The Upside of Stress: Why Stress Is Good for You, and How to Get Good at It by Kelly McGonigal (Avery, 2015)
For a book that has such an important message, and which my read-through has left bristling with sticky notes, this was surprisingly hard to finish. It's equally hard to summarize for this review. I'd hoped that McGonigal's TED talk would be an inspiring summary, so I wouldn't have to say, "read the book." But the talk lacks the details and documentation of the book, and, since it came before the book, lacks several key elements. So I'll say it: "Read the book."
Now, I know that most of you won't, so here's a taste.
Despite everything you've heard, it's not stress that's killing you. What's killing you is believing that stress is killing you. If you see stress as a positive force, it does you no harm. Like grasping the nettle.
Oh, great. So not only is stress killing me, but it's all my fault because I can't make myself pretend it isn't killing me....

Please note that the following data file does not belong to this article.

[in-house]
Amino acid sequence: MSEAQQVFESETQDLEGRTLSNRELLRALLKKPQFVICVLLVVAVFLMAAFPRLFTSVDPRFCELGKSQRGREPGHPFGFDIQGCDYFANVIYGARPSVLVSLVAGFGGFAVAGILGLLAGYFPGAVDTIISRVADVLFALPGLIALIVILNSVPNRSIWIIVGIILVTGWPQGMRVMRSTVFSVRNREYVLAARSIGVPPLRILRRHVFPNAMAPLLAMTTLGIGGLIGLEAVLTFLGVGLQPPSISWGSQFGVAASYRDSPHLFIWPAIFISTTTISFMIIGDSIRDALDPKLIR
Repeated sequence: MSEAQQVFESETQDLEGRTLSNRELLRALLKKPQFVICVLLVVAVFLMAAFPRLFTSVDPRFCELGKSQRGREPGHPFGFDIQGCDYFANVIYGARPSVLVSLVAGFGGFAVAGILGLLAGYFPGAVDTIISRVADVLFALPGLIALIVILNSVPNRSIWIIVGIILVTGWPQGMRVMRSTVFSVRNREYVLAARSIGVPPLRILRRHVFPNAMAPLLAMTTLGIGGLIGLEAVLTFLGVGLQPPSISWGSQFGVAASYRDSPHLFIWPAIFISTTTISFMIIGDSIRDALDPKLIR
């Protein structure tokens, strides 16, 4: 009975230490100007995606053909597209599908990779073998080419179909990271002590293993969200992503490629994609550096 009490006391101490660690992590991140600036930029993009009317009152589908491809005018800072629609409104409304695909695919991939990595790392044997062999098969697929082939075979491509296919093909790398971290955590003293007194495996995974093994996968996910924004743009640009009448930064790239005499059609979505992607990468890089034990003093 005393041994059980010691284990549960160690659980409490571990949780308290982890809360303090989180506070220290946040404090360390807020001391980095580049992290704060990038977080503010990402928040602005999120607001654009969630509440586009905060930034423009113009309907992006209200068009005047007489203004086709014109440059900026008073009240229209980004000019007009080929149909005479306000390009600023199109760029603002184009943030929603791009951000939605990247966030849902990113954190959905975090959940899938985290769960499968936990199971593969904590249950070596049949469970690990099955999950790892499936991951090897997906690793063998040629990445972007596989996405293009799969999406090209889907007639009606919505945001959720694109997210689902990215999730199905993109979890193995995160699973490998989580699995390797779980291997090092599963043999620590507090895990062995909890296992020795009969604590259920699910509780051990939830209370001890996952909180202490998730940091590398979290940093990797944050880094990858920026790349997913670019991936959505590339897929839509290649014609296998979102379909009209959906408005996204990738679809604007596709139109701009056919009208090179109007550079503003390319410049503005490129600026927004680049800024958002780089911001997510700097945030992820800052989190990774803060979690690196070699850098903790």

Relax. It's not that bad. Really.
As a health psychologist, Kelly McGonigal had made a career out of telling people how bad stress is for their health, and teaching them techniques to help reduce it. But then she came across a study that indicated that by encouraging people to fear and avoid stress, wasn't helping them, but making their lives worse. She might have ignored, or discredited the research, but instead threw herself into investigating this crazy idea, and came away convinced.
In 1998, thirty thousand adults in the United States were asked how much stress they had experienced in the past year. They were also asked, Do you believe stress is harmful to your health?
Eight years later, the researchers scoured public records to find out who among the thirty thousand participants had died. Let me deliver the bad news first. High levels of stress increased the risk of dying by 43 percent. But—and this is what got my attention—that increased risk applied only to people who also believed that stress was harming their health. People who reported high levels of stress but who did not view their stress as harmful were not more likely to die. In fact, they had the lowest risk of death of anyone in the study, even lower than those who reported experiencing very little stress.
The researchers concluded that it wasn't stress alone that was killing people. It was the combination of stress and the belief that stress is harmful. The researchers estimated that over the eight years they conducted their study, 182,000 Americans may have died prematurely because they believed that stress was harming their health.